There is a considerable similarity in the mechanisms that regulate function of the ovaries in different mammals. It has been shown that maturation of elephant eggs is stimulated if ovarian tissue from elephants is transplanted into mice.
In this way it might be possible to obtain a considerable number of elephant eggs over a period of time if ovarian tissue is obtained from elephants that die.
Cells from mammoths are required to provide the genetic information to control development. The suggestion is to recover cells from the marrow of bones emerging from the frozen north of Siberia. However, these cells will degenerate rapidly at the temperature of melting snow and ice. This means that cells in the bones may well become useless for this capacity as they thaw.
The chances of cells being viable would be increased if bones could be recovered from the lowest possible temperature rather than waiting until they emerge from snow. The cells can then be warmed rapidly. Alternatively, the nuclei could be transferred directly into eggs.
The very first stages of embryo development are controlled by proteins that are in the egg when it is shed by the ovary. One for example has a critical role in cell division. Together these proteins have an extraordinary ability to repair damaged nuclei so it may not be strictly necessary for the cells to be viable. It would be best if the mammoth nucleus could be introduced into an egg immediately, by injection of the contents of the damaged cell into the egg.
Research in 2008 found that when nuclei from freeze-dried sheep cells were transferred into eggs, some of the cloned embryos developed for a few days, but not to term. This was a very clear indication of the ability of the egg to repair damaged nuclei. However, freeze-dried cells are likely to be more stable than those that have been frozen with liquid still present. In the case of the mammoth, the cells would likely be killed by large ice crystals formed from the liquid.
Finally, if embryos that developed normally for a few days could be produced, they would have to be transferred to surrogate mothers to develop through pregnancy. Embryo transfer is only carried out routinely in fewer than a dozen species, and the elephant is not one of them. Success in embryo transfer depends upon introducing the embryo to a womb that is in a receptive state. The mechanisms that bring about this state in elephants are currently being defined by research in a number of zoos.
Taken together, it can be seen that there is biological uncertainty about the availability of viable cells, and that several complex techniques would have to be developed for cloning of mammoths to be successful. There is no guarantee that these techniques are even biologically possible. There may be unknown differences between species that would prevent the procedures that we developed in sheep being successful in mammoths.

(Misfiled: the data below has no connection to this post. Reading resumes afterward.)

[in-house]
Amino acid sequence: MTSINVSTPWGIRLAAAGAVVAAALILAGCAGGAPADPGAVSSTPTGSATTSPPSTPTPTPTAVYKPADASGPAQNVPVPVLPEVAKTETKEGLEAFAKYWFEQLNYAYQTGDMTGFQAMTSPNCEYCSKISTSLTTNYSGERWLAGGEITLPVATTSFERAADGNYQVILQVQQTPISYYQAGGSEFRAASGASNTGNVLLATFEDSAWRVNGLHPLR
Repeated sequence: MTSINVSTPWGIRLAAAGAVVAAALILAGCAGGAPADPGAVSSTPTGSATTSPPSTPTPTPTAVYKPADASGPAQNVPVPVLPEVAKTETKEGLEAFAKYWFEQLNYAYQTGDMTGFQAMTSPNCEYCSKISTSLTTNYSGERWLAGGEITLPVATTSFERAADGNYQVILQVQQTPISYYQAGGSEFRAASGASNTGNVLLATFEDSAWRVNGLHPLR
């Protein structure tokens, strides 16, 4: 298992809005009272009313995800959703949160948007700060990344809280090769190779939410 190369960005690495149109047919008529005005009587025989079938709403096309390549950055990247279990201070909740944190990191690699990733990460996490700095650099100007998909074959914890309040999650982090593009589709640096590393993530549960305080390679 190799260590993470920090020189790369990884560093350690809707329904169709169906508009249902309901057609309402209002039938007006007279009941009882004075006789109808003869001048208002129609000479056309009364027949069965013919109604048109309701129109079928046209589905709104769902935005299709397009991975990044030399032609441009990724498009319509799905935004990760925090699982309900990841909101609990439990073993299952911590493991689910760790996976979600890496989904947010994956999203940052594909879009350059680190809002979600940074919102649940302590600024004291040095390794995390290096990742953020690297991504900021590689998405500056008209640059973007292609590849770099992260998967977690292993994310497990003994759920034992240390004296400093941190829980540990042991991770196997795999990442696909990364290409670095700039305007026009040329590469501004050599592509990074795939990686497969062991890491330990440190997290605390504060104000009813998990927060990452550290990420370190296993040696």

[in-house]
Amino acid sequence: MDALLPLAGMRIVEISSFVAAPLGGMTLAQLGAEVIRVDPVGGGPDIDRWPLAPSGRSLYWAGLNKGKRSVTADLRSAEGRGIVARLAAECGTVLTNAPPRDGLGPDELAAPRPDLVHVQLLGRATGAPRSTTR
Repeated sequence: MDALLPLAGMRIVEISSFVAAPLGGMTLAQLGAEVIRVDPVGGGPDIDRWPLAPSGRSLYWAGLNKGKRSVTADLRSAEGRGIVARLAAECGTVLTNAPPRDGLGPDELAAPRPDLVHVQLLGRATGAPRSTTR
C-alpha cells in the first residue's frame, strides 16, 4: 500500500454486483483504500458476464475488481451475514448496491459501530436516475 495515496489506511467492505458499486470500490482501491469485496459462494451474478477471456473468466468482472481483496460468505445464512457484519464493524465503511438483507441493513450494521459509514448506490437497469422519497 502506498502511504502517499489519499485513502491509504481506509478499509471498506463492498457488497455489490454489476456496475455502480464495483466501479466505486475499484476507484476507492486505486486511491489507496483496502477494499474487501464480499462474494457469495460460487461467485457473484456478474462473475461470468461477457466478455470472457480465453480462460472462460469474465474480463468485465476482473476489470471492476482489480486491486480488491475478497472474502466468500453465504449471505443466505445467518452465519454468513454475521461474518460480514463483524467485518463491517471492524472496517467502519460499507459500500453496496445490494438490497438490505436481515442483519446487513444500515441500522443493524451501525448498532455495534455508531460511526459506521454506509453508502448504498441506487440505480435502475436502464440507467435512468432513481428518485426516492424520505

Copyright: Royal BC Museum
Mammoth stem cells
An alternative ambition would be to try to use mammoth cells to produce stem cells. In several different species it is possible simply by the introduction of four selected proteins to give adult cells the characteristics of embryo stem cells. The four factors give embryo stem cells their unique characteristics and were found to be able to impose these characteristics on skin cells. This type of stem cell can be grown for very long periods in the laboratory while retaining the ability to form all of the tissues of the body.
They would provide extraordinary opportunities to compare mammoth cells with those of elephants. This knowledge would be of fundamental biological interest. It would enable us to begin to answer groundbreaking questions. What are the differences between the cells and tissues of these species? What are the similarities? The mammoth lived in a different climate, so was the metabolism of their cells different? Does this information cast any light on the cause of extinction of mammoths?
Stem cells of this type can also be induced to form gametes. If the cells were from a female, this might provide an alternative source of eggs for use in research, and perhaps in breeding, including the cloning of mammoths.
From a male, they would be sperm, and they might be able to fertilise eggs to produce a new mammoth embryo. It would be interesting to know if mammoth sperm could fertilise eggs of the elephant. If so, would the embryos develop to term to produce a hybrid animal?
Only a small proportion of mixed matings between species produces viable offspring, but the mule is one example and has been used by humans for centuries.